Sharyl Attkisson US Dept. of Justice lawsuit experience echoes Attorneys Sidney Powell and Ty Clevenger discovery attempts, Corrupt USDOJ and judges, Judge Wynn dissenting opinion
“Instead of doing so, the government has continued to defy its
constitutional, ethical and legal obligations to this Court and to the defense, and to hide evidence that it knows exonerates Mr. Flynn. As is the essence of the problem here, instead of protecting its citizens, the “government” is protecting its own criminal conduct and operatives.”…Attorney Sidney Powell October 23, 2019
“Why John Brennan, Peter Strzok and DOJ Needed Julian Assange Arrested”…The Conservative Treehouse November 3, 2019
“The FBI clearly has records pertaining to Seth Rich, and it has withheld those
records in bad faith.”…Attorney Ty Clevenger October 11, 2019
From the Sharyl Attkisson appeal decision of March 21, 2019.
Judge Wynn dissenting opinion.
“In this case, the government—not unlike Dean Smith’s Tar Heels—put up the “fours” when Plaintiff-Appellant Sharyl Attkisson,3 a journalist formerly employed by CBS News, filed suit against unnamed employees and agents of the federal government (the “Doe Defendants”). Attkisson alleged that the Doe Defendants conspired to violate her constitutional and statutory rights by accessing and commandeering her home and work internet-connected devices for surveillance purposes. But Attkisson never got a meaningful opportunity to pursue her claims because the government did everything in its power to run out the clock on Attkisson’s action—it filed motions challenging venue and jurisdiction, motions challenging the sufficiency of service, motions for extension of time, motions to dismiss, and motions for protective orders.
And just as the Tar Heels had great success running the Four Corners, the government’s strategy worked. Although Attkisson diligently sought to identify the Doe Defendants for nearly four years—including by repeatedly serving discovery on the government and third-parties directed at identifying the Doe Defendants—the district court dismissed her case with prejudice against the Doe Defendants for failing to comply with a court order to identify the names of the Doe Defendants by a date certain. The district court did so even though the government’s delaying tactics deprived Attkisson of any meaningful opportunity to engage in the discovery necessary to identify the Doe Defendants.
The majority opinion affirms the district court’s dismissal of Attkisson’s claims against the Doe Defendants on grounds that the dismissal constituted a permissible exercise of the court’s discretion to oversee discovery and sanction a party for failing to comply with a court order. But this Court long has held that plaintiffs—like Attkisson—who state a plausible claim that unnamed defendants violated their constitutional or statutory rights are entitled to a meaningful opportunity to engage in discovery aimed at identifying the “true identity of an unnamed party.” Schiff v. Kennedy, 691 F.2d 196, 197–98 (4th Cir. 1982). And this Court has held that dismissal of an action for failure to comply with a court order is a “drastic” sanction, Hillig v. C.I.R., 916 F.2d 171, 174 (4th Cir. 1990), that courts should impose only in “extreme circumstances,” Reizakis v. Loy, 490 F.2d 1132, 1135 (4th Cir. 1974).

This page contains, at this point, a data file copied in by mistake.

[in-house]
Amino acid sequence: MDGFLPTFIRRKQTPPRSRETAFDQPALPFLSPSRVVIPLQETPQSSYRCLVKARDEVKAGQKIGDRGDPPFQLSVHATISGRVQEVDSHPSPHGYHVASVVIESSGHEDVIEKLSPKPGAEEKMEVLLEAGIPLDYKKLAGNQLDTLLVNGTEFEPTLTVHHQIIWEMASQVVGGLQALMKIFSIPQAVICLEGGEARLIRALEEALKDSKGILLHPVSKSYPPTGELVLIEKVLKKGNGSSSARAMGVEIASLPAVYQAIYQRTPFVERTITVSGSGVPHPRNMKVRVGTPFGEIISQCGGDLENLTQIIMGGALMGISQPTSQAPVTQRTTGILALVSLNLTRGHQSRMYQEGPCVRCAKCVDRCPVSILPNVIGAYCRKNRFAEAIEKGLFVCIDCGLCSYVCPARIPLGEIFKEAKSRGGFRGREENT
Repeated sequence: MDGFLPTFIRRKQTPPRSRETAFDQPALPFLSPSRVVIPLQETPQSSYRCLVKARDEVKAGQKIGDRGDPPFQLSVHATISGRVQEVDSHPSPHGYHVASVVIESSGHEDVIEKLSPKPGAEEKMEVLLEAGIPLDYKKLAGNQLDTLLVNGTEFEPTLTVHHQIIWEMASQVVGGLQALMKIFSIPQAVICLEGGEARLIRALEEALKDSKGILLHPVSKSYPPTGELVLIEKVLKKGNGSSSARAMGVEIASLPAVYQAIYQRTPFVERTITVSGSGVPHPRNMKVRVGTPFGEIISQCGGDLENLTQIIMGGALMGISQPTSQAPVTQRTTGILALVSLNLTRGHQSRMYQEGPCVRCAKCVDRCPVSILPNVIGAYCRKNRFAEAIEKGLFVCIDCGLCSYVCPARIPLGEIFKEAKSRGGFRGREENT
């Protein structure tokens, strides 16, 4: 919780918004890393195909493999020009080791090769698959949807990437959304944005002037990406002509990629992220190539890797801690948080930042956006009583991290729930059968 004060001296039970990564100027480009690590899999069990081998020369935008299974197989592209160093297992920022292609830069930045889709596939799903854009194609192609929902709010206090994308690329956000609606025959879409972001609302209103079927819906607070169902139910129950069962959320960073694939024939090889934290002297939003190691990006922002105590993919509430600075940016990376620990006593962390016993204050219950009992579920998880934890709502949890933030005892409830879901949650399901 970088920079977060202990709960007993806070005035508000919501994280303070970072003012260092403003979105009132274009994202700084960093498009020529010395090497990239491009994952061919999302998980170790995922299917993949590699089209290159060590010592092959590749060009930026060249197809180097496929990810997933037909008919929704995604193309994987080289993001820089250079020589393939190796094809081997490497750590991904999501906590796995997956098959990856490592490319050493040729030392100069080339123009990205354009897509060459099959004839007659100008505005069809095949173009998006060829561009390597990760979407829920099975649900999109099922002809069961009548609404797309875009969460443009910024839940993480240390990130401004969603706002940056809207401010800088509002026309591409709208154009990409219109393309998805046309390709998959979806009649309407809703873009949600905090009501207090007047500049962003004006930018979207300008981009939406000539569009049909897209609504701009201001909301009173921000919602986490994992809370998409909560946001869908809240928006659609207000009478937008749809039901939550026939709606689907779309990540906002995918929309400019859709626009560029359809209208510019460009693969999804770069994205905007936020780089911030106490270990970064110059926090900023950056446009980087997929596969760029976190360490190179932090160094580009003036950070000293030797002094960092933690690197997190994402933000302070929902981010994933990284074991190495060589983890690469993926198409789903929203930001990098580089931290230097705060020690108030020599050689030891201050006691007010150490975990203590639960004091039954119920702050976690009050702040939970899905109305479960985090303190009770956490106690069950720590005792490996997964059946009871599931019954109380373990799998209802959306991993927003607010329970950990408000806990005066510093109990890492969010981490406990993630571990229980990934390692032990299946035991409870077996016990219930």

Because the government deprived Attkisson of a meaningful opportunity to identify the Doe Defendants and the district court never determined that the requisite “extreme circumstances” were present to warrant dismissal for failure to comply with a court order, I disagree with the majority opinion’s determination that the district court permissibly exercised its discretion in dismissing Attkisson’s claims against the Doe Defendants. Not only should we disapprove of the tactics the government used to run out the clock on Attkisson’s claims, but we should also reject the troubling “game plan” it provided for the government and private parties to prevent disclosure of—and, therefore, responsibility for—their potentially unconstitutional or illegal electronic surveillance activities. Accordingly, I respectfully dissent as to the dismissal of Attkisson’s claims against the Doe Defendants.”
Just as in the General Michael Flynn case, represented by Attorney Sidney Powell and the Seth Rich controversies involving Ed Butowsky, represented by Attorney Ty Clevenger, we have the US Justice Dept. not cooperating in discovery and withholding crucial information as well as corrupt/incompetent judges not upholding the US Constitution.